Found PMCA Forum and learned about modern enlarged compartments and SREHs.
Inherited my father's last martin house, a Trio Grandma, modified it to modern specifications and have had good results since then.

Jones4381,
I have no idea how I missed your last post. That story makes the point how aggressively a Cooper's Hawk will attack a bird. That Cooper's Hawk saw that rooster through the glass window and was determined to kill it. In an earlier post, you made the point how wasteful a Cooper's Hawk is. They will kill a bird, peck out its eyes, and leave the carcass. They won't even eat the bird for food.
I obey the Federal laws not to kill Predator Birds including Cooper's Hawks but they are one of several reasons why wild quail do not exist in the South anymore.
Mark.
Firm believer in HOSP/EUST Control, Enlarged Compartments, SREHs, Pole Predator Guards, Owl/Hawk Guards, Mite/Parasite Control, Housing Insulation, and Vents for Compartment Cooling.
PMCA Member.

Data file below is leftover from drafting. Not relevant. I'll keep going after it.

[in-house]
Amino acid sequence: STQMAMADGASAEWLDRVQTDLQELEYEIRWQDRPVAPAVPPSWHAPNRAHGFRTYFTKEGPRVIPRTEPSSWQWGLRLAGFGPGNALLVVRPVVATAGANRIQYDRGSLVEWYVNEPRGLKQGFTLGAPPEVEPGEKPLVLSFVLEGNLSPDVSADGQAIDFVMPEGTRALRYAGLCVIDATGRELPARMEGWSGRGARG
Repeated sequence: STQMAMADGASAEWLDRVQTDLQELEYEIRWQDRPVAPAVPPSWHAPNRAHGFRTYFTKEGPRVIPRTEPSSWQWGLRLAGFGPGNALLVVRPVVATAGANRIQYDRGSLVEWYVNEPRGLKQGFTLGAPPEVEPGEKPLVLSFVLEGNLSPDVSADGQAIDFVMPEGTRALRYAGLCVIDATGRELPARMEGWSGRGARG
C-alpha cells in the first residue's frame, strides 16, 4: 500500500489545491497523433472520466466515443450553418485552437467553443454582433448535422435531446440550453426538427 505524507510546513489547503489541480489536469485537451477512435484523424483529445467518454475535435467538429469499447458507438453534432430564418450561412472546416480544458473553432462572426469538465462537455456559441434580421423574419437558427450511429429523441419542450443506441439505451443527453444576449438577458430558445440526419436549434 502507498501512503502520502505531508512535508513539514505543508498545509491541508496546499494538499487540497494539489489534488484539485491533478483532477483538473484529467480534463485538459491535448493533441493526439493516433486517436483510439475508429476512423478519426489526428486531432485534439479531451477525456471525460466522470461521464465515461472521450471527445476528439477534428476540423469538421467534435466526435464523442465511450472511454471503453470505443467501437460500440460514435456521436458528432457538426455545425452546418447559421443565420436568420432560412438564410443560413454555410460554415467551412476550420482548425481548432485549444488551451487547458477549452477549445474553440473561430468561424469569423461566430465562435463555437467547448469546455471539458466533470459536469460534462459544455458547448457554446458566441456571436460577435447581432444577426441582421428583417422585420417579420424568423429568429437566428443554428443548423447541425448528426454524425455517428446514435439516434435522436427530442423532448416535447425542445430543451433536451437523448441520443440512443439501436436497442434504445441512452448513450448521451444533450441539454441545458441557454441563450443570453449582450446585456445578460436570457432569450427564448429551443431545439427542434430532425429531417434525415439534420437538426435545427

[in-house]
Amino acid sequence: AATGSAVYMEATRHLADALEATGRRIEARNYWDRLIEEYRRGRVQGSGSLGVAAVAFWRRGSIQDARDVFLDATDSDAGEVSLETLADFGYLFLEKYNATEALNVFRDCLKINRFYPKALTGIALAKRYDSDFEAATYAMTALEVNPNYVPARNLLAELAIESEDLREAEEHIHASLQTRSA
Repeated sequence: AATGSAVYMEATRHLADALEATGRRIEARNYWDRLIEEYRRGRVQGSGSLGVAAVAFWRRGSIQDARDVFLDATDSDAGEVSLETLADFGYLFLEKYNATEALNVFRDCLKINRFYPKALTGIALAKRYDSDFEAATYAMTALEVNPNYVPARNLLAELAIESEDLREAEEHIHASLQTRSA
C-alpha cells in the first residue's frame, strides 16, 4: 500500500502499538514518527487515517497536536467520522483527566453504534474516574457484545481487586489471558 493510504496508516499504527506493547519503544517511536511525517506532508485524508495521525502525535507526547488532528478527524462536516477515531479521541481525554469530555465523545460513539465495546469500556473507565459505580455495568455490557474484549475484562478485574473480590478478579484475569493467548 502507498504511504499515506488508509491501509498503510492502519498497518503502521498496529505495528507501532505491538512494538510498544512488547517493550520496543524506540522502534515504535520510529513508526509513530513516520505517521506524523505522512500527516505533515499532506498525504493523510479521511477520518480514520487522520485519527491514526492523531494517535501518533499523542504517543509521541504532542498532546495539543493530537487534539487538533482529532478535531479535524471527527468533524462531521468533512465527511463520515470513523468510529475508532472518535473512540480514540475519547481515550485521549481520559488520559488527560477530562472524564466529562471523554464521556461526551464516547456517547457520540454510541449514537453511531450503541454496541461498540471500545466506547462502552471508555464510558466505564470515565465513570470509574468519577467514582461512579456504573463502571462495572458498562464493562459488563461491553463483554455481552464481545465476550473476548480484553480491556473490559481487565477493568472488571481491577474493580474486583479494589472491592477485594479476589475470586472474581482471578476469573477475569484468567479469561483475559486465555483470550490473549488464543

mjfog
Posts: 233
Joined: Sat Dec 30, 2017 3:40 pm
Location: Palm City, FL
Martin Colony History: 2018 will be my first try. 6 S&K B09s. 29 eggs - 8 fledged
2019 - 12 Troyer Horizontals with tunnels, 6 S&K B09s and 12 B011s all with tunnels. 43 eggs - 36 fledged
2020 - Rack 1 - 6 B011s, Rack 2 - 24 B011s, and Rack 3 - 24 Troyer Horizontals. All gourds have tunnels, porches and crescent/Conley 11 entrances; racks have predator guards. 161 eggs - 88 fledged

Jones4381,
Quail numbers have diminished in the southeast because of farming practices. Very large farms and no "edge habitat" for quail. The single most destructive practice for diminishing wildlife numbers is agriculture. Despite of what the farmers say.
Mike
4th Gen Martin Fan
Posts: 1482
Joined: Thu Jul 04, 2013 1:19 pm
Location: TN/Collierville